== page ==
Official data on the numbers of new arrivals of refugees and migrants on the islands of the Northern Aegean in Greece was made public on Friday, November 1.
A staggering 6,868 new migrant arrivals were recorded in the region of the Northern Aegean Sea alone between October 1 and October 31, 2019.
According to the new data, 3,474 migrants arrived on the island of Lesvos, 1,820 on Chios and 1,556 on Samos.
Meanwhile, on Thursday night alone, eight boats carrying 323 foreign nationals arrived on Lesvos, with the island’s Moria camp now accommodating more than 15,000 people, more than five times its recommended capacity.
The migrant camp has a capacity of 3,000, a number exceeded many months ago, and those who are housed there are now living in exceptionally poor conditions.
At the same time, a total of 815 asylum seekers are slated to leave from Lesvos on Friday on two Greek Navy warships while another 58 individuals will leave from Moria on Sunday evening for the port of Piraeus in Attica.
All the migrants and refugees will be sent to housing facilities around the country’s mainland, where local communities have already begun to protest the prospect of thousands of people being sent to their towns and cities.
As Greece, together with Italy and other southern EU member states, continue to share the burden of this massive wave of migration alone, a top legal advisor of the European Court of Justice said on Thursday that several Eastern European member states have violated EU law by not receiving their share of refugees and migrants.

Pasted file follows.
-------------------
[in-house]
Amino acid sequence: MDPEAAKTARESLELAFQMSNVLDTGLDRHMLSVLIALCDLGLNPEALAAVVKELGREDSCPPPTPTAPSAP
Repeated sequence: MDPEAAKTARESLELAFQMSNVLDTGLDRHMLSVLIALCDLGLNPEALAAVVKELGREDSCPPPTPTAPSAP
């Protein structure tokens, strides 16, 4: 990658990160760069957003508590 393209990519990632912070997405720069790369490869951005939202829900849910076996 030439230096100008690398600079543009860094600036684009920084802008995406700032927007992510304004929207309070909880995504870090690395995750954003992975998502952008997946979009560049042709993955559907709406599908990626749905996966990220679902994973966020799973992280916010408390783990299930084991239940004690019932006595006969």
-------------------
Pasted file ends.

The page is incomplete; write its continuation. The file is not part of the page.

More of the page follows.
A statement issued by the court states ”By refusing to comply with the provisional and time-limited mechanism for the mandatory relocation of applicants for international protection, Poland, Hungary, and the Czech Republic have failed to fulfill their obligations under EU law.”
The ”Visegrad” group of EU member states, comprised of Central and Eastern EU member states, most of which currently have right-wing national governments, have repeatedly denied refugees and migrants coming from Greece and Italy to set foot on their soil.
The administrations of Poland and Hungary say that their primary duty is to protect their citizens, and therefore they will not allow any mandatory migrant relocation scheme by the EU to take place, despite breaking EU laws and facing potential economic sanctions in the near future.
Meanwhile, the Greek government has already asked Brussels to take action against those member states which are blocking the relocation scheme, which in effect has brought Greece, Italy and other southern EU nations to their limits in dealing with the migrant issue.